For the premiere of Star Trek: Deep Space Nine, there was a watch party at my friend Matt Harrop’s place. I remember mostly being annoyed that, while NextGen used Goldsmith’s title music for Star Trek: The Motion Picture as it’s theme music, DS9 did NOT use Horner’s brilliant main theme from Star Trek II: The Wrath of Khan, my all-time favorite piece of music from the franchise. (I was pre-disposed, even as a Trek fan, to dislike DS9 at the time, as I felt that it was a blatant lift of the concept of Babylon 5, a show that I was hugely into.)

When Star Trek: Voyager premiered, the watch party was at my place. I wasn’t that impressed. I ended up barely watching (only finally going through the whole series via Netflix a few years ago).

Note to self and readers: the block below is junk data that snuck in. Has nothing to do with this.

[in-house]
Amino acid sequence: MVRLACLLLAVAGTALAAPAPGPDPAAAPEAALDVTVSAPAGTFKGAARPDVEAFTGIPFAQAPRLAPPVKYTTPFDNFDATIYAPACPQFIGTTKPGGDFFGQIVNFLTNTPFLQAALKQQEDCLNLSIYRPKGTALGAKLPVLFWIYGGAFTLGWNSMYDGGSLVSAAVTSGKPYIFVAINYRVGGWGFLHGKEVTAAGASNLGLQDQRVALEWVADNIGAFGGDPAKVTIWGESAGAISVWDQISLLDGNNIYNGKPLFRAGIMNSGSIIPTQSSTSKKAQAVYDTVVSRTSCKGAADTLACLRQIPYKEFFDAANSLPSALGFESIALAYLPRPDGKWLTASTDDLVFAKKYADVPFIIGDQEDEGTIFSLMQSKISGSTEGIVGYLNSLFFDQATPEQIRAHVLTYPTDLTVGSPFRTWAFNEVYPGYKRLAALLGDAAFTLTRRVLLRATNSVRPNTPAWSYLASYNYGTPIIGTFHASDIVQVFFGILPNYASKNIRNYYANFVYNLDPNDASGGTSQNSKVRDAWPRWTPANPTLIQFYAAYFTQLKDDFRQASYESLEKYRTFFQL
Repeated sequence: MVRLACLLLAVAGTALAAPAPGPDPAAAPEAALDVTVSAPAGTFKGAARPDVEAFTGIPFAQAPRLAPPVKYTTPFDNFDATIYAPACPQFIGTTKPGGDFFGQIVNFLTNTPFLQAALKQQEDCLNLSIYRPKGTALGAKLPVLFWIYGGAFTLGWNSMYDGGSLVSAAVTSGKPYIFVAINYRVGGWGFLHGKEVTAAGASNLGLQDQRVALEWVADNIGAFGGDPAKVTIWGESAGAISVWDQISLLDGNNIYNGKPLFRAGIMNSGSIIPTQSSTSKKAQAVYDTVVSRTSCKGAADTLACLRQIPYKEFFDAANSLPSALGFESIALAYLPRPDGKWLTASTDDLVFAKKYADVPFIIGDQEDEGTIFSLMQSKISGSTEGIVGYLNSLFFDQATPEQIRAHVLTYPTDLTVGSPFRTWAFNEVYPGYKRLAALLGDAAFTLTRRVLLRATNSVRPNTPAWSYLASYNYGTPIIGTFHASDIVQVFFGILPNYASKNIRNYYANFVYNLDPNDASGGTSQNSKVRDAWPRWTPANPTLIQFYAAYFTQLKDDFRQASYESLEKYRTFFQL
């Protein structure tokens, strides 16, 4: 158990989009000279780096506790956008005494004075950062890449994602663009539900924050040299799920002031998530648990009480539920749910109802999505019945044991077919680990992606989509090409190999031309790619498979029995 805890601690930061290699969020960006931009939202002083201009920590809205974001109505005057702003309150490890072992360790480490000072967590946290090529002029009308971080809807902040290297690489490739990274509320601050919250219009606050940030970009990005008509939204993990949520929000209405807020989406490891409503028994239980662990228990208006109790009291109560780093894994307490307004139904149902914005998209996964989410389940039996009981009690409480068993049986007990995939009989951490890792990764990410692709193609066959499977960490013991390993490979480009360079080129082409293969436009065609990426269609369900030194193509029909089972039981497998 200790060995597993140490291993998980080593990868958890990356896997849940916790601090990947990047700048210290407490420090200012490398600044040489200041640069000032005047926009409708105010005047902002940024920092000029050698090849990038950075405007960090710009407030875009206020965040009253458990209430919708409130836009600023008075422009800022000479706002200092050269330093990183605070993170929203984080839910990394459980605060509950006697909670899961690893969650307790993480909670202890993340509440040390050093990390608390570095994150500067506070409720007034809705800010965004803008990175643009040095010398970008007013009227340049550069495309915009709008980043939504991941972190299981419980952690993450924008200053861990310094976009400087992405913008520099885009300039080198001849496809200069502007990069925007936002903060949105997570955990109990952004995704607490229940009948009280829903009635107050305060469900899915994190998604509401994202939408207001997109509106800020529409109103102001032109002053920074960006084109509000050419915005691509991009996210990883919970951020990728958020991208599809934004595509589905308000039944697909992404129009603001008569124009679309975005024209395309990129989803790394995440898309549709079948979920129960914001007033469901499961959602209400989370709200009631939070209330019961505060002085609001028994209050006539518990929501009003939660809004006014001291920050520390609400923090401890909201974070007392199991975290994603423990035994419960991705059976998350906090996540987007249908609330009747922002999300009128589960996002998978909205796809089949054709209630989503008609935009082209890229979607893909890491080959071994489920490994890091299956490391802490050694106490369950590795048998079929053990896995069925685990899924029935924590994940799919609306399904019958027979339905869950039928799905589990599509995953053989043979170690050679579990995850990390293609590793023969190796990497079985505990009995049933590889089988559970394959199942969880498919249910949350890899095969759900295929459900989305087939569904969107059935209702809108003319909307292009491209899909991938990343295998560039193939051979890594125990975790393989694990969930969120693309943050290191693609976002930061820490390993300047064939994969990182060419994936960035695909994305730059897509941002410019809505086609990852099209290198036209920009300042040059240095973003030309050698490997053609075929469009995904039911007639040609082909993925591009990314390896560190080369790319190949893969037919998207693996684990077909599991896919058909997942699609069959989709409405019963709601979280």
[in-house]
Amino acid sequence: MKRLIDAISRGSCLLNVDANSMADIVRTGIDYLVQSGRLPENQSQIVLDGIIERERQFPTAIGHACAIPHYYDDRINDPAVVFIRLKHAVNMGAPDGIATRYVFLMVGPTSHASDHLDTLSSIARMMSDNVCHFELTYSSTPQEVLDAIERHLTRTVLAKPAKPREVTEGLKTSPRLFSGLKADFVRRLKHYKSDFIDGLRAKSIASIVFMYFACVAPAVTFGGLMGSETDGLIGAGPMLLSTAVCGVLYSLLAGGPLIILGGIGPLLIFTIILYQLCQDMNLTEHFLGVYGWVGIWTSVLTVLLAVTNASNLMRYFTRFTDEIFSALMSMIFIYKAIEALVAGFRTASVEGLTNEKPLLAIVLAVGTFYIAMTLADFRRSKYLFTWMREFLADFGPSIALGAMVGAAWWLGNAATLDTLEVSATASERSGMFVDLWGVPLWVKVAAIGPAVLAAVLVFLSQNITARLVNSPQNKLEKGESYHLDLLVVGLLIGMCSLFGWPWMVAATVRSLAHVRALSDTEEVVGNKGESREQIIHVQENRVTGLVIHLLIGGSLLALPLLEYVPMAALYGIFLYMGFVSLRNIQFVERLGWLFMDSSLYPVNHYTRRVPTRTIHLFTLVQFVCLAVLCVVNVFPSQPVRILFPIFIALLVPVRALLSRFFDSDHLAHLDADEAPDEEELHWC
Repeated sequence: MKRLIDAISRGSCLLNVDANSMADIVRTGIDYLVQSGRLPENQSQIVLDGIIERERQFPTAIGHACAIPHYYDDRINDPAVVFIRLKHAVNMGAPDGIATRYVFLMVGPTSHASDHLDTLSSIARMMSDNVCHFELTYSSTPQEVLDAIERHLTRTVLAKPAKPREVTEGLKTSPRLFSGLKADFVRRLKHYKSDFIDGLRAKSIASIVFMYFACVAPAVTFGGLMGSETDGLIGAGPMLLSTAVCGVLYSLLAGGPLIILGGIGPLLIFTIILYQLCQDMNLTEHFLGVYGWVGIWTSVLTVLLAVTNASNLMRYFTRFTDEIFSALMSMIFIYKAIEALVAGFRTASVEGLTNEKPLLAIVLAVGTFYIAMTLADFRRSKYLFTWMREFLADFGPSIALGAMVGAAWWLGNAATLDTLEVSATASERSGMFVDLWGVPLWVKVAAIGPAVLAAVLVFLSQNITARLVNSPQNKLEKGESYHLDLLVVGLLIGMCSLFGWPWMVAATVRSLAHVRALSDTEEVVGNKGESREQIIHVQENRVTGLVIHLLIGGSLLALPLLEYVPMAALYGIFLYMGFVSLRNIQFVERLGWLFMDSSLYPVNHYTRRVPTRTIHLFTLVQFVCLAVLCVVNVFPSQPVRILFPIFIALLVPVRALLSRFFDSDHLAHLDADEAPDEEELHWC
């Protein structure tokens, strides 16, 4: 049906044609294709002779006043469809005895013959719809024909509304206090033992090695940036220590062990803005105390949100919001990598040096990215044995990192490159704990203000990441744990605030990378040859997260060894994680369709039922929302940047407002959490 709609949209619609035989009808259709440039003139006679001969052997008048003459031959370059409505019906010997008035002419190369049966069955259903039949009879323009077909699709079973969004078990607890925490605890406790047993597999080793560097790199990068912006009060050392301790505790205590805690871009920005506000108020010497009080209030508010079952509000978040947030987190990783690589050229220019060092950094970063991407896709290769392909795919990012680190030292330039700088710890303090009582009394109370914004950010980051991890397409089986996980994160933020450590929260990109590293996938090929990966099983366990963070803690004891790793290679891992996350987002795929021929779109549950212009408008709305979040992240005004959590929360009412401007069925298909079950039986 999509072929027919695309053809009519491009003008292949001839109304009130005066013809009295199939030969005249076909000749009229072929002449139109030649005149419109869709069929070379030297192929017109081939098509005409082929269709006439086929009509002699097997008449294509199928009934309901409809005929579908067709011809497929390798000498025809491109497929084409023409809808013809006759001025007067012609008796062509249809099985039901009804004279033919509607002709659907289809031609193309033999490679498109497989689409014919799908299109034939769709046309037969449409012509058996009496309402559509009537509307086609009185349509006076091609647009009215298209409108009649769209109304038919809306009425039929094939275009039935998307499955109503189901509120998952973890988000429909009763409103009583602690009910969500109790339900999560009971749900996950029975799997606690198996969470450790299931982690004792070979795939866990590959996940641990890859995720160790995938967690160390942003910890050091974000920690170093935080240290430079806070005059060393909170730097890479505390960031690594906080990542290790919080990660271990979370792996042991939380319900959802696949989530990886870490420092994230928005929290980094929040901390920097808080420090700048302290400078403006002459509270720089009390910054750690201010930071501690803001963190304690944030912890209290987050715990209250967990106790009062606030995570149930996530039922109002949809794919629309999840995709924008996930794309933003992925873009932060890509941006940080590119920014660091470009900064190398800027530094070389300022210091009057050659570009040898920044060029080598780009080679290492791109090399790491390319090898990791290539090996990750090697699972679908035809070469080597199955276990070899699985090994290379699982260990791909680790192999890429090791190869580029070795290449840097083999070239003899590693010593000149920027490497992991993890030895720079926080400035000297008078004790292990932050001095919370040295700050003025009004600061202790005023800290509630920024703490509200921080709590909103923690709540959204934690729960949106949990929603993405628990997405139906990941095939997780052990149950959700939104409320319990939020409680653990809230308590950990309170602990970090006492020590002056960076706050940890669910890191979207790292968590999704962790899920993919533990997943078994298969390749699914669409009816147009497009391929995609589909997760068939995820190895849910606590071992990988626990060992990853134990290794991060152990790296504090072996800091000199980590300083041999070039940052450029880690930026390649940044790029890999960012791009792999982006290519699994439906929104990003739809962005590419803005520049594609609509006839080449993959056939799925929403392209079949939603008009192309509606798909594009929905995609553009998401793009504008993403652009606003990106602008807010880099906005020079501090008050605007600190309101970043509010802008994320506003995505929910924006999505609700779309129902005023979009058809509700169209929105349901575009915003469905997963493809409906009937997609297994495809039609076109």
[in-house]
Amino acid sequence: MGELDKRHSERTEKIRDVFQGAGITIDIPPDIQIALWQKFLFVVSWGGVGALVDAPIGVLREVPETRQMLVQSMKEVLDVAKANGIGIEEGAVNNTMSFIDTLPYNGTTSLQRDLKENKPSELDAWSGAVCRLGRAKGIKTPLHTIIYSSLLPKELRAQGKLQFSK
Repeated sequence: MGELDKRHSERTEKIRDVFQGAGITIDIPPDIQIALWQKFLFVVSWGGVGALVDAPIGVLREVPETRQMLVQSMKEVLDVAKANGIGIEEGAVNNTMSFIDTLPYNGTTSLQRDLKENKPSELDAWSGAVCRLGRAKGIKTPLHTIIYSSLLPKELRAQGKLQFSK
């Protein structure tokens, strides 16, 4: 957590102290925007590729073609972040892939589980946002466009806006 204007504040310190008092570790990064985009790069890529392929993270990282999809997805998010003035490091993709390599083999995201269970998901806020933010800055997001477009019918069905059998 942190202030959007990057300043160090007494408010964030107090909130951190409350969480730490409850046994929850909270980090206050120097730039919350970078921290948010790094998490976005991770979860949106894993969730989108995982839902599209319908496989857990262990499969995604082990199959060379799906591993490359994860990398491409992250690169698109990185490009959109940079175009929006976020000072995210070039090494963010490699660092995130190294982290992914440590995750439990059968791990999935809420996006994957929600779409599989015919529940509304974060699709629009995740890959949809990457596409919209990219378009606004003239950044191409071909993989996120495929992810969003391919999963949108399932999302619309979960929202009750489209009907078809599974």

I don’t remember watching the premiere of Enterprise, and didn’t really watch the show (another gap that I addressed via Netflix fairly recently).

So here we are, at the premiere of another Trek. If I’m being honest, I’m not sure where I am on this one. I’ll give it more time (I mean, hell, I Netflixed Enterprise fer chrissakes), but I’ll admit that my problems outweigh my interest, at least so far.

First, I remain irritated that CBS keeps Trek looking backward, instead of forward. There seems to be NO reason to set Star Trek: Discovery in the past of the franchise, and, in fact, as I said to Laura this morning, if they’d set it in the future of the Prime universe, decades after the destruction of Romulus (the last event mentioned canonically occurring in the main setting), it would eliminate pretty much all of my canonicity nitpicks: the tech designs, the look of the uniforms, even the new design of the Klingons. (Tell me that the Klingons now have shed the last of the Augment Virus, and this is what they really look like, and I’m there.)